Adam Ant jokes aside, this is a conundrum that could run and run for Lee Radford as he seeks to discover his ultimate half-back pairing. It was mentioned countless times about the lack of spark in the halves last season and an over reliance on the kicking-game of Marc Sneyd. So, to combat an obvious weakness in a strong squad, Radders went out and bought some talented competition. Let’s take a look at the candidates and evaluate their credentials as they seek to partner Sneyd in the halves come February:
Albert Kelly: Recruited after an ignominious departure from the dark-side, you could suggest that Kelly is the most obvious choice. A calculated risk but equally capable of producing the X-factor, something FC desperately needed during the latter stages of 2016. While Sneyd has a superb kicking game, Albert could provide a lethal running game and crucially an extra dimension. Splitting the halves would demonstrate a degree of fluidity and unpredictability that Hull need to add to their attack. My thoughts are this; if it’s good it’ll be electric and if it isn’t, then things could turn sour incredibly quickly. Nevertheless, I feel Kelly has shown enough flashes of brilliance to warrant an opportunity. Given the market, his age and wages, would you get a better alternative elsewhere?
Jake Connor: Keen to hit the ground running after his protracted transfer from the Giants, Jake is my selection to grab the position if Kelly finds himself on the sidelines. Connor demonstrated just what he can do as he orchestrated a Giants victory last season against a red-hot Hull side. A vocal presence, with incredibly slick ball distribution and movement, he has all attributes to push on. While he offers cover at Fullback and Centre, I sense Shaul, Fonua and fellow newcomer Josh Griffin could all be difficult to dislodge once they get into their stride. To see Jake’s full potential, I feel we need to see him in the middle, dictating play. On a sidenote, could a young English pairing be rivaled if Connor and Sneyyyyd were to click into gear?
Carlos Tuimavave: Probably the outside bet of the three first-teamers despite being a regular starter in the latter-stages of least season. This is a crucial time for Carlos in the sense that he must consolidate a regular starting berth. Having arrived primarily as a centre converting to stand-off, I fear he will struggle to break through in both positions. While there’s no doubting Carlos’ intelligence with ball in hand and brute strength, some would question whether he has the dynamism to be a pivot. I sense he will face a battle to overcome his rivals for the position. As Jordan Abdull heads out on loan, it has been suggested the Kiwi could make a smooth transition to Loose-forward. With an ability to make metres and intelligence with the ball in hand, he fits the criteria and it would certainly temper the loss of Frank Pritchard.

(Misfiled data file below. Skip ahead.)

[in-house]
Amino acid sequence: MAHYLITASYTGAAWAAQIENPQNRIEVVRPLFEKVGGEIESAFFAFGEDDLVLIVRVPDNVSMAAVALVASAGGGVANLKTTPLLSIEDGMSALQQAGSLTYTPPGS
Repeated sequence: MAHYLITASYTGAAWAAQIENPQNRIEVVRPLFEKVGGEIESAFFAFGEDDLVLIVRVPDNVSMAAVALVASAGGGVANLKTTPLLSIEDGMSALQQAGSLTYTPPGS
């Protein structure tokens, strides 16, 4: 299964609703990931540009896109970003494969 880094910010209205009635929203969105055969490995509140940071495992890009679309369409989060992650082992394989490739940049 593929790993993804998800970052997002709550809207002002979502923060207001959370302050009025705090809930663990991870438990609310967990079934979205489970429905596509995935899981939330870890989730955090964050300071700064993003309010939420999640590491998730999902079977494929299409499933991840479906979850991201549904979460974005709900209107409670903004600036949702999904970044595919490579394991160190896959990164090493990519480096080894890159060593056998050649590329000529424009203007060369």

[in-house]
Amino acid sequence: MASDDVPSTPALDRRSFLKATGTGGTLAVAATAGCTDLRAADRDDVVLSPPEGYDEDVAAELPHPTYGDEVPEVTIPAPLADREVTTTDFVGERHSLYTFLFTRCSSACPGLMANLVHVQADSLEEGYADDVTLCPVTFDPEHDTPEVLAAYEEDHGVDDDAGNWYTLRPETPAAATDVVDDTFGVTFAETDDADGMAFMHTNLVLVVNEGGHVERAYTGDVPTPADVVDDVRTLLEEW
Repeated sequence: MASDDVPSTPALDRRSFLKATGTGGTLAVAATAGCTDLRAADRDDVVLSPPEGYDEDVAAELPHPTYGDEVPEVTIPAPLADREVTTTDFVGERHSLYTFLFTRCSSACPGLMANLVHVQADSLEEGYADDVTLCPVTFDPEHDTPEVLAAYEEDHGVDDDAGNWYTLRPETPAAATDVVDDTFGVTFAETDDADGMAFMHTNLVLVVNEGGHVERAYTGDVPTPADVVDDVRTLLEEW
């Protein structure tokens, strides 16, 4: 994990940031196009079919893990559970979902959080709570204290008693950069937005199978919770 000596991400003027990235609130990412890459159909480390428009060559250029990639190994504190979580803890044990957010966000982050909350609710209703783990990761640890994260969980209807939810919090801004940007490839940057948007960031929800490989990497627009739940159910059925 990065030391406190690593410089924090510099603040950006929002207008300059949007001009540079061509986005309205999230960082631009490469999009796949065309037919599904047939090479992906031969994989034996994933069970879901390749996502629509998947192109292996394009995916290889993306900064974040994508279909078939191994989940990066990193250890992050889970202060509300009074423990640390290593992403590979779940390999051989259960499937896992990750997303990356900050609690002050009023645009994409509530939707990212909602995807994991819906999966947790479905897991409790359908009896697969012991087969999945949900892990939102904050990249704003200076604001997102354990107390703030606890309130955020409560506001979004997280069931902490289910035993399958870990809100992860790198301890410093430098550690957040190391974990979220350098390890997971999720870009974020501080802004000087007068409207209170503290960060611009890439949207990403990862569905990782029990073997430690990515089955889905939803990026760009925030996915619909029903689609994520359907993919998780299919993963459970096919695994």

A long, hard pre-season awaits for the squad and ultimately being the hard-taskmaster that he is, it will be the player who goes the extra mile in training who will get the nod come February from Radders. Compared to previous seasons, rather than going into seasons with limited choices, the Recruitment team have been decisive and bought players with proven potential. Not only does it offer alternatives but it keeps competition healthy, hopefully bringing the best out in the players and allowing change if certain combinations falter. With half an eye on the future, it’s comforting to know Jordan Abdull will continue his development in East Hull while the likes of Jack Wray and Harry Tyson-Wilson will hope to continue their development in the Under 23s. The future’s bright, there’s no lacking in creativity but ultimately it’s Radford’s job to unleash it through the most effective selections.